Murderers, Rapists, Kidnappers: Nearly 20,000 Criminal Aliens Released in 2015

Chuck Ross Investigative Reporter
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Federal immigration authorities last year released 19,723 criminal illegal aliens back onto U.S. streets who have been convicted of 64,197 crimes — including 208 homicides.

That’s according to data that U.S. Immigration and Customs Enforcement (ICE) provided to Congress this week ahead of a House Oversight Committee hearing scheduled for Thursday.

The number of criminal aliens released from ICE custody is down from previous years, though apprehensions of illegal aliens in general have also fallen during the Obama regime.

In 2013, more than 36,000 criminal illegal aliens with convictions for more than 88,000 crimes were released from custody. In 2014, more than 30,000 were released.

Last year, the most common convictions for the criminal aliens were alcohol and drug related. There were 12,307 convictions for driving under the influence of alcohol and and 354 for driving under the influence of drugs.

But violent convictions were also common. Besides the 208 homicide and manslaughter convictions, criminal illegal aliens released last year had 1,728 assault convictions, 1,317 for weapons offenses, 921 for aggravated assault, 614 for sexual offenses not related to rape or sexual trafficking, and 320 for sexual assault.

While ICE trumpeted the decrease in the number of released criminal aliens, Jessica Vaughan of the Center for Immigration Studies says not so fast.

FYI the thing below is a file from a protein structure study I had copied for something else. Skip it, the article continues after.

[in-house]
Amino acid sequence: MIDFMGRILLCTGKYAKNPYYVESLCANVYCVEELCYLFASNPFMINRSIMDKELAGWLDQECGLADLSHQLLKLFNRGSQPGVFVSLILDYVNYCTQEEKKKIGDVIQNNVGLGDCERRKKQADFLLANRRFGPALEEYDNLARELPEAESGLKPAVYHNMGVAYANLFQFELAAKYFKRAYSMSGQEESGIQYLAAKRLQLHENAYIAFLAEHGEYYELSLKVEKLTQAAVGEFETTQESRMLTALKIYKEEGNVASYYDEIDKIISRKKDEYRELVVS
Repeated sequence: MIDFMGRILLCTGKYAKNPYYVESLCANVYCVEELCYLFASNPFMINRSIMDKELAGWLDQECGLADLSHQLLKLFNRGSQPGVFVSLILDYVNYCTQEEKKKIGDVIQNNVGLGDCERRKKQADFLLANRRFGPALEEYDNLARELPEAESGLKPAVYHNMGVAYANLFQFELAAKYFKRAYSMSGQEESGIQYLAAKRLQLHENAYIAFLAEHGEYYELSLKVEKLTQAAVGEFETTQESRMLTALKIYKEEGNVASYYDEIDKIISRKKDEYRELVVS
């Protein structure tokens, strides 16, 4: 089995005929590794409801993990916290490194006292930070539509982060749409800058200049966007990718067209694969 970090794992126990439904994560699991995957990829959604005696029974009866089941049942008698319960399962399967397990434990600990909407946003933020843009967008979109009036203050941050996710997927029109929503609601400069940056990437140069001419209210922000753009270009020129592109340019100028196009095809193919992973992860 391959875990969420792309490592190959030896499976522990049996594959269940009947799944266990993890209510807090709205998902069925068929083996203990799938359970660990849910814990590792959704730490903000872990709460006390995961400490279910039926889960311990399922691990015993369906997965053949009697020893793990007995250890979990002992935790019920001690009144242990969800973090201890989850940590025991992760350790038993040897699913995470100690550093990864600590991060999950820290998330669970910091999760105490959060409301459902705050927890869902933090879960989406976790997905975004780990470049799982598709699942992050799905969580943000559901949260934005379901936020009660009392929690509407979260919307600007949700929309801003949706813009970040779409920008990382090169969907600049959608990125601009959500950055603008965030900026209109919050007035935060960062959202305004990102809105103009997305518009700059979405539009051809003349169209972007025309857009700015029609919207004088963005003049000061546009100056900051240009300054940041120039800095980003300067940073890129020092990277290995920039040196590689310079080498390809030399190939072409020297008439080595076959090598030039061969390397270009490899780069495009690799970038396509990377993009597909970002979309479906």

“The main reason that fewer criminals were released in 2015 is because fewer criminals were arrested to begin with,” she wrote at CIS’ blog.

She asserted that President Obama’s 2014 immigration executive actions — which de-prioritized some criminal aliens for deportation — have led to fewer apprehensions of all illegal aliens, including those who have been convicted of crimes.

“In 2015, ICE made 119,772 arrests, or just half the number of arrests made in 2013 (232,287),” Vaughan wrote.

She also noted that ICE is for the first time providing its rationale for releasing the criminal aliens.

In more than half of the cases, federal immigration judges ordered them released. Vaughan says that ICE bears some of the responsibility for that ratio. She says that some ICE attorneys do not push for tougher sentences or for longer detainment.

According to the ICE data, 2,166 criminal aliens were released back onto the streets because their home country refused to repatriate them. ICE is prohibited by law from holding them for more than six months, except in extenuating circumstances.

Such was the case with Jean Jacques, a Haitian man who stabbed a 25-year-old woman named Casey Chadwick to death in her Norwich, Conn. apartment last May.

Jacques had been released from prison that January after serving a 17-year sentence for attempted murder. He was placed on ICE’s detainer list for deportation, but Haiti would not take him back.

Chadwick’s mother, Wendy Hartling, will testify at Thursday’s House hearing.

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